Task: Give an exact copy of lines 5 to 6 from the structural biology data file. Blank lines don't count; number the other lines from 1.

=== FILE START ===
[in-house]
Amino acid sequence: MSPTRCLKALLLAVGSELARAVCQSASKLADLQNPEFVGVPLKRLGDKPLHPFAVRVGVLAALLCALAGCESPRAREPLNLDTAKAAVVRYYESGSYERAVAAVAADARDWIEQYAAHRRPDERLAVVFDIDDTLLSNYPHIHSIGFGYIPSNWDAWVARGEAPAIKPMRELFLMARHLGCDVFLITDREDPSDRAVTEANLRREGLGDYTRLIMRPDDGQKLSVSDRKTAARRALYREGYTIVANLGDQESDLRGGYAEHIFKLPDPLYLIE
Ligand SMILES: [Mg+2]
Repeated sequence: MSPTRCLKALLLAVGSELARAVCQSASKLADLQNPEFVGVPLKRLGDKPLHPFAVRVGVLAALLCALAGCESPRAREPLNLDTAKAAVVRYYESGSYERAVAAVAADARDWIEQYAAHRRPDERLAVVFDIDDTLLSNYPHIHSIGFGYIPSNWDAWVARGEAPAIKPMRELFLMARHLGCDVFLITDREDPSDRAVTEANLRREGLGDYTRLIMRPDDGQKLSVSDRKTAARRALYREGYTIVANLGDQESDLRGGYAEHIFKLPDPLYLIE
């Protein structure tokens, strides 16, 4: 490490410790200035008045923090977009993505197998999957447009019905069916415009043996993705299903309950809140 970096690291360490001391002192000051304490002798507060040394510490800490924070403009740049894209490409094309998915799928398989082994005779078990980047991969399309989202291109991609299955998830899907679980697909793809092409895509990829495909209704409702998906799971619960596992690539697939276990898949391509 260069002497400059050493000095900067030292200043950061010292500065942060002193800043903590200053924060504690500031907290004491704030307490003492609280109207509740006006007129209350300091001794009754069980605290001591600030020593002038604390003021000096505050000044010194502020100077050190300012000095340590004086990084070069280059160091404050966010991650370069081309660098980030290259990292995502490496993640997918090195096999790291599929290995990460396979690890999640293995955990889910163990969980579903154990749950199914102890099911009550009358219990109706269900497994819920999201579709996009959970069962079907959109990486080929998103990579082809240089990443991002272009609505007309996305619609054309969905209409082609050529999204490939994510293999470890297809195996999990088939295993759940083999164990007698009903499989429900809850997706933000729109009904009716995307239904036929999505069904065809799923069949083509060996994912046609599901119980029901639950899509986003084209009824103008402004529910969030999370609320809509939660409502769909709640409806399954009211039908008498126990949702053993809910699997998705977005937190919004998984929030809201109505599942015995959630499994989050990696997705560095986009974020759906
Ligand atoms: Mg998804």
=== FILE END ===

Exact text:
């Protein structure tokens, strides 16, 4: 490490410790200035008045923090977009993505197998999957447009019905069916415009043996993705299903309950809140 970096690291360490001391002192000051304490002798507060040394510490800490924070403009740049894209490409094309998915799928398989082994005779078990980047991969399309989202291109991609299955998830899907679980697909793809092409895509990829495909209704409702998906799971619960596992690539697939276990898949391509 260069002497400059050493000095900067030292200043950061010292500065942060002193800043903590200053924060504690500031907290004491704030307490003492609280109207509740006006007129209350300091001794009754069980605290001591600030020593002038604390003021000096505050000044010194502020100077050190300012000095340590004086990084070069280059160091404050966010991650370069081309660098980030290259990292995502490496993640997918090195096999790291599929290995990460396979690890999640293995955990889910163990969980579903154990749950199914102890099911009550009358219990109706269900497994819920999201579709996009959970069962079907959109990486080929998103990579082809240089990443991002272009609505007309996305619609054309969905209409082609050529999204490939994510293999470890297809195996999990088939295993759940083999164990007698009903499989429900809850997706933000729109009904009716995307239904036929999505069904065809799923069949083509060996994912046609599901119980029901639950899509986003084209009824103008402004529910969030999370609320809509939660409502769909709640409806399954009211039908008498126990949702053993809910699997998705977005937190919004998984929030809201109505599942015995959630499994989050990696997705560095986009974020759906
Ligand atoms: Mg998804």